RIT Shines at Sleepless in Lake Placid 24 Hour Film Competition
Film and animation students take home top prizes
Aug. 8, 2012
by Kevin Fuller
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Students from Rochester Institute of Technology’s School of Film and Animation put on a gold-medal performance at the Sleepless in Lake Placid 24 Hour Film Competition.
A team consisting of RIT students Harlan Doolittle, Chantal Massuh, Meghan Connolly and Christine Lodato won three out of the four major categories at the film competition in June. The team’s film, Chet’s Pet, won for Best Film (Robin Pell Award) as well as the Audience Choice Award. Actress Cynthia Wilber won Best Actress for her role in the film.
“These four students demonstrated professionalism, production skills with tremendous creativity and I was very proud of them and to be a part of this,” says team adviser Dave Sluberski, who is a lecturer with RIT’s School of Film and Animation. “They maximize every minute in that period to tell a story in less than eight minutes that the audience and judges loved. They were a solid team.”
The teams were required to shoot and produce the film within 24 hours and had to include four specific elements.
“The rigor of our production curriculum prepares our students so well for these type of competitions,” says School of Film and Animation chair Malcolm Spaull. “The winning students are rising juniors but have already been involved in anywhere from five to 10 short film productions. In that way they are as efficient on the set as most professionals. Combine that with these particular students’ talent and sense of good story, and I am not surprised at all by their significant success at Lake Placid.”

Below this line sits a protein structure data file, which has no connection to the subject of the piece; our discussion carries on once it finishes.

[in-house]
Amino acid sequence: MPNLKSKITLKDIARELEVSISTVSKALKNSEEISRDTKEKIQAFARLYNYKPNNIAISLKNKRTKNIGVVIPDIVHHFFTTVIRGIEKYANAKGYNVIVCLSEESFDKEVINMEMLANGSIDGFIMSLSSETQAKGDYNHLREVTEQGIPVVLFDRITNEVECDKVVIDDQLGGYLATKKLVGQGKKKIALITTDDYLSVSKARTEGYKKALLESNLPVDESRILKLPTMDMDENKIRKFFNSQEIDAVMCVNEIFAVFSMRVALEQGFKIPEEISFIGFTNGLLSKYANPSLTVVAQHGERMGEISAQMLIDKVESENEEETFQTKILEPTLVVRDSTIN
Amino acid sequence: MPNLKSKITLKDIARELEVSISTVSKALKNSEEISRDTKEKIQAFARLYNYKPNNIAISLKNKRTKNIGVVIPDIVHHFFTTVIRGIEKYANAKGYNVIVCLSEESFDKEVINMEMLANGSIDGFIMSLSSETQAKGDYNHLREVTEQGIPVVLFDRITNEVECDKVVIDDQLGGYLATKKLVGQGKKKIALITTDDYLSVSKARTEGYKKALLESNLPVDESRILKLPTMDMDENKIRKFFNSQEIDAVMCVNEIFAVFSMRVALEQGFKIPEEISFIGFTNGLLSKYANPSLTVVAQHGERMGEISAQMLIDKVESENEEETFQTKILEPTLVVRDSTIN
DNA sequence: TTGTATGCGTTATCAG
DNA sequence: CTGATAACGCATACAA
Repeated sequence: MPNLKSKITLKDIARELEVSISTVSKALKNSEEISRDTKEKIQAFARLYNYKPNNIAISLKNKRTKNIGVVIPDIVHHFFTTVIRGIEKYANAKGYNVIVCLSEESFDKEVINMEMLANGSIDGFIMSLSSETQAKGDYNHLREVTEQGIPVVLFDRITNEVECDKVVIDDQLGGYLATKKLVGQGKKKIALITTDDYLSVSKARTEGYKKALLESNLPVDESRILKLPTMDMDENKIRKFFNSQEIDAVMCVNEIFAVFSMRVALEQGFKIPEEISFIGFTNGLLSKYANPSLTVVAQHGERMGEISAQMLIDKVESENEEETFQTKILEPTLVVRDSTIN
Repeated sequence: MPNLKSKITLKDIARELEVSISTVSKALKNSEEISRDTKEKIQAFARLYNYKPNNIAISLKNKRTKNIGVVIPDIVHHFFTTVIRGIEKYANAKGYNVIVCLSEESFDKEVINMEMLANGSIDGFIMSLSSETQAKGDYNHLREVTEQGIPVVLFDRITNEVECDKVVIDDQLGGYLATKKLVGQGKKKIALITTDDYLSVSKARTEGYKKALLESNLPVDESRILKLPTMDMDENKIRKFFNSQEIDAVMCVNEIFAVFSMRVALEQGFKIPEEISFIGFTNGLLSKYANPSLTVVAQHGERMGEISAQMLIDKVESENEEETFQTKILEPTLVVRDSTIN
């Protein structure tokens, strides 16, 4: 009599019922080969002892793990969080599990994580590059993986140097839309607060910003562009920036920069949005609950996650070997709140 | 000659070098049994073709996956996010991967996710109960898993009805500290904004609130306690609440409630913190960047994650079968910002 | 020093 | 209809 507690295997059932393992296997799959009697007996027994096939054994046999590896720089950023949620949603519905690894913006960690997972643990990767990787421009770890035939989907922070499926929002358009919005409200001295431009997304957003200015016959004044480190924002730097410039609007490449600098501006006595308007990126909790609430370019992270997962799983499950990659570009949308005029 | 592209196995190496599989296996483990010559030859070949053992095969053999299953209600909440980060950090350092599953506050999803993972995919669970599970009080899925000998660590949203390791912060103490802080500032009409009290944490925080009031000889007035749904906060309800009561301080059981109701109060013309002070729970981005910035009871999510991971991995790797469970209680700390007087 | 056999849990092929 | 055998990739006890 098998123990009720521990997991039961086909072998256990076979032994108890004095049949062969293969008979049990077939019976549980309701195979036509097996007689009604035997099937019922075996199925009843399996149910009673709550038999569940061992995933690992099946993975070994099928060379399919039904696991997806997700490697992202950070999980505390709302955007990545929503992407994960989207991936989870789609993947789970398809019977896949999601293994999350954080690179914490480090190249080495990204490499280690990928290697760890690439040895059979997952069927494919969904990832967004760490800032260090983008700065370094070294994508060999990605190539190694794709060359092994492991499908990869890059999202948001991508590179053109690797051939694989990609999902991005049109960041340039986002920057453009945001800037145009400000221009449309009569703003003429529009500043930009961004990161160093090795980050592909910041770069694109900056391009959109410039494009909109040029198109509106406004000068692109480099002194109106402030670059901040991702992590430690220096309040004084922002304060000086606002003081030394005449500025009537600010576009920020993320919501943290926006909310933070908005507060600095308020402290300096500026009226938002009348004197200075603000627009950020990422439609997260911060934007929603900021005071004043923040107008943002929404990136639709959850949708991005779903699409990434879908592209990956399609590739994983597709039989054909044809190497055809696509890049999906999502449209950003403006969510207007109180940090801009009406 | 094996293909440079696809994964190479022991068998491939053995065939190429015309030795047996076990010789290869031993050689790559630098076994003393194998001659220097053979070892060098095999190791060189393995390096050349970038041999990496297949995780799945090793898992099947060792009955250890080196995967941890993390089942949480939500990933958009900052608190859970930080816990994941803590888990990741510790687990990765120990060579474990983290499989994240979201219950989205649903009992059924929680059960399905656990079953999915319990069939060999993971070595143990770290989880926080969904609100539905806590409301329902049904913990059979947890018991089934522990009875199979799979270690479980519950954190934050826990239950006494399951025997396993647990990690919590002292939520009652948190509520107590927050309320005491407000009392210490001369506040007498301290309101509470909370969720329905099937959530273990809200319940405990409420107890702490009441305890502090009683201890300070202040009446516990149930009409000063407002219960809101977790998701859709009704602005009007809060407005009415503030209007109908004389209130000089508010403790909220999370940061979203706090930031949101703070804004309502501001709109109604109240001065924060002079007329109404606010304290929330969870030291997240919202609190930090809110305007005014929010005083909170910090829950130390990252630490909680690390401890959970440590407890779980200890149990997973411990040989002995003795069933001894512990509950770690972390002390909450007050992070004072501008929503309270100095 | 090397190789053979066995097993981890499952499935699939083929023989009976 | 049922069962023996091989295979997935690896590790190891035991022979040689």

The jury consisted of award-winning director Craig Macneill, writer and film and television director Gregory Orr, and Michael Gaston, veteran film and television actor. This was the sixth year the 24-hour film competition was held in Lake Placid.
“Although the competition threw many challenges our way, we learned really quickly that in order to be successful in such a short amount of time that we had to compromise differences and work with one another,” team member Chantel Massuh says. “There was no team leader, just a strong cohesive group.”